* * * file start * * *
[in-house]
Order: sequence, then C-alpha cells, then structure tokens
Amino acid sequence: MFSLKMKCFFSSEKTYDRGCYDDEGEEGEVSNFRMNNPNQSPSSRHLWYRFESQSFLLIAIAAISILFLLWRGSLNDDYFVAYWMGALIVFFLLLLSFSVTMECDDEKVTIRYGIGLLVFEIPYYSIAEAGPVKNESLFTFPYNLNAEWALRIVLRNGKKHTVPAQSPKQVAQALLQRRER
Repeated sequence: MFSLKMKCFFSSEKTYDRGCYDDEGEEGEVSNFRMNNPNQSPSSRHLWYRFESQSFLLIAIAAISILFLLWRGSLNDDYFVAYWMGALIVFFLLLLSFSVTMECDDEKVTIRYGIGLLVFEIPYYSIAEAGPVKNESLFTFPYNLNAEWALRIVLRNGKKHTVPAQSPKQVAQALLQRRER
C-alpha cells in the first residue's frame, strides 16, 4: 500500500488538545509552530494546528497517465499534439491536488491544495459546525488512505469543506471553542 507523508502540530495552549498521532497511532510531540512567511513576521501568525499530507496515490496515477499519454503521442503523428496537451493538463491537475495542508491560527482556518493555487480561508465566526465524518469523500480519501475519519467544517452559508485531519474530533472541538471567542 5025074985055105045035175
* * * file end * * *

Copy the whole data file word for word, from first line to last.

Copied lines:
[in-house]
Order: sequence, then C-alpha cells, then structure tokens
Amino acid sequence: MFSLKMKCFFSSEKTYDRGCYDDEGEEGEVSNFRMNNPNQSPSSRHLWYRFESQSFLLIAIAAISILFLLWRGSLNDDYFVAYWMGALIVFFLLLLSFSVTMECDDEKVTIRYGIGLLVFEIPYYSIAEAGPVKNESLFTFPYNLNAEWALRIVLRNGKKHTVPAQSPKQVAQALLQRRER
Repeated sequence: MFSLKMKCFFSSEKTYDRGCYDDEGEEGEVSNFRMNNPNQSPSSRHLWYRFESQSFLLIAIAAISILFLLWRGSLNDDYFVAYWMGALIVFFLLLLSFSVTMECDDEKVTIRYGIGLLVFEIPYYSIAEAGPVKNESLFTFPYNLNAEWALRIVLRNGKKHTVPAQSPKQVAQALLQRRER
C-alpha cells in the first residue's frame, strides 16, 4: 500500500488538545509552530494546528497517465499534439491536488491544495459546525488512505469543506471553542 507523508502540530495552549498521532497511532510531540512567511513576521501568525499530507496515490496515477499519454503521442503523428496537451493538463491537475495542508491560527482556518493555487480561508465566526465524518469523500480519501475519519467544517452559508485531519474530533472541538471567542 5025074985055105045035175